The Genetic Code
Genes contain all the information needed to make or assemble proteins, which the body requires to function. Genes are made of DNA, which is comprised of 4 nucleotides. A nucleotide consists of a sugar molecule, deoxyribose in DNA or ribose in RNA attached to a phosphate group and a nitrogen containing base. The bases used in DNA are adenine (A), cytosine (C), guanine (G) and thymine (T). In RNA, the base uracil (U) takes the place of thymine. DNA and RNA molecules are polymers made up of long chains of nucleotides.
Gene expression begins with transcription, when a copy of the DNA that comprises the gene is made or transcribed into a messenger RNA (mRNA) which includes all of the information required to produce functional proteins. The single stranded mRNA can be made up of hundreds of nucleotides. The mRNA is read three nucleotides at a time, in units called codons, by a ribosome. There are 64 triplet codons for which 61 encode for amino acids and 3 encode for stop codons that terminate the translation process. The three stop codons are UGA, UAA, UAG. Proteins can be made up of hundreds of amino acids.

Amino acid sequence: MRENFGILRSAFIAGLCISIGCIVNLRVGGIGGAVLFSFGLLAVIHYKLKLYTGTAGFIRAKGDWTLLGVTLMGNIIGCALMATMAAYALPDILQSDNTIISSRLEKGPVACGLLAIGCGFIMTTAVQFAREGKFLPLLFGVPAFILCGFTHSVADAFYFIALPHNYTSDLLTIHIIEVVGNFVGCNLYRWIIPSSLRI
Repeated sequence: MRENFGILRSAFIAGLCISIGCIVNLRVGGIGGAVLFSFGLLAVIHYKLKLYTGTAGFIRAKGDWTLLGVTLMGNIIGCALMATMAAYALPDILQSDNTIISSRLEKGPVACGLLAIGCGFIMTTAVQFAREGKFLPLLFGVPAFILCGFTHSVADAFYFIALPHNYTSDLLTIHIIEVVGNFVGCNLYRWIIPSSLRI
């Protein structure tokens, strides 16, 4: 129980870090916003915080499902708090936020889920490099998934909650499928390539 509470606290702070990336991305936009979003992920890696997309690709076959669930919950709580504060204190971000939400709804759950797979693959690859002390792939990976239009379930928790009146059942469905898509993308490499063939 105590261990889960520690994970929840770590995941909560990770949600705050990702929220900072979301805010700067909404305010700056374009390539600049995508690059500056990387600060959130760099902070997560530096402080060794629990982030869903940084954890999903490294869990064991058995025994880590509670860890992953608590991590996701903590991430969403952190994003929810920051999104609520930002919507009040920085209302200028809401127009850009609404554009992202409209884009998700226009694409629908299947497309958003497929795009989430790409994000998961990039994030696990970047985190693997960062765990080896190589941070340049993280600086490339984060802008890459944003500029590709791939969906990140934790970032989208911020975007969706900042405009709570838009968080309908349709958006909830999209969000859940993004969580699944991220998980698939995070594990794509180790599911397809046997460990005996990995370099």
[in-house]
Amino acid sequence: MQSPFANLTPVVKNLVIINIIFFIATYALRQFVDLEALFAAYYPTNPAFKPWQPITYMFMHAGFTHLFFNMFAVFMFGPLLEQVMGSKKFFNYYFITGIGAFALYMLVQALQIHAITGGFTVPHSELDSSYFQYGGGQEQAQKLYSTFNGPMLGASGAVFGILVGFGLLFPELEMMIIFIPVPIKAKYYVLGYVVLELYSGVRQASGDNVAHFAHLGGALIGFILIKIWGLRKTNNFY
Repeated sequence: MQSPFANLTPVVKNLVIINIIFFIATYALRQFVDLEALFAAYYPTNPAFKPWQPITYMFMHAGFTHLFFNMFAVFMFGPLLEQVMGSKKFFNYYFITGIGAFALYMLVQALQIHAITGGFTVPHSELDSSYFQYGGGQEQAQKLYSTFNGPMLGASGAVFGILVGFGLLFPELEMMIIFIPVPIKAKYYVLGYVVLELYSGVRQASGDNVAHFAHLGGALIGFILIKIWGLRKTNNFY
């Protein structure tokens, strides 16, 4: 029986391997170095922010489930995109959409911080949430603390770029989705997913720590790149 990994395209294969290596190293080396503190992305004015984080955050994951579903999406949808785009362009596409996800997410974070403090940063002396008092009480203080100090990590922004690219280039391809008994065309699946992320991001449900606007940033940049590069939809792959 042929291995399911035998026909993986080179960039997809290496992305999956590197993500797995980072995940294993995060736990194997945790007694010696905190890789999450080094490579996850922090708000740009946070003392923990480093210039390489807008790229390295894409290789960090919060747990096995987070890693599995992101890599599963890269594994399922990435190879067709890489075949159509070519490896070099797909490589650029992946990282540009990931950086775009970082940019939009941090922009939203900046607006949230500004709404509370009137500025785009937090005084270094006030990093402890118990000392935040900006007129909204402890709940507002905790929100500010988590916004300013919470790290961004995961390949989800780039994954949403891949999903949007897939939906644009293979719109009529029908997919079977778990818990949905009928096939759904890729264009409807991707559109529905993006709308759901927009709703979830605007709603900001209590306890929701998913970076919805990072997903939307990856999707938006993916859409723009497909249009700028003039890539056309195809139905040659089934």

A nonsense mutation is a single point genetic mutation in a DNA sequence that when transcribed into mRNA results in changing an amino acid codon to a stop codon. When the mutated sequence is translated into a protein, the ribosome prematurely terminates at the stop or “nonsense” codon and results in shorter, incomplete protein, which is usually non-functional and rapidly degraded. Nonsense mutations are responsible for 10-15% of all inherited diseases, such as Duchenne muscular dystrophy.
PTC’s nonsense readthrough technology identifies small molecules that promote the insertion of an amino acid at the nonsense codon, thereby enabling the ribosome to readthrough this early stop signal. This results in the production of a full-length, functional protein. Using this technology, PTC identified Translarna™ (ataluren) for the treatment of nonsense mutation genetic disorders, including Duchenne muscular dystrophy.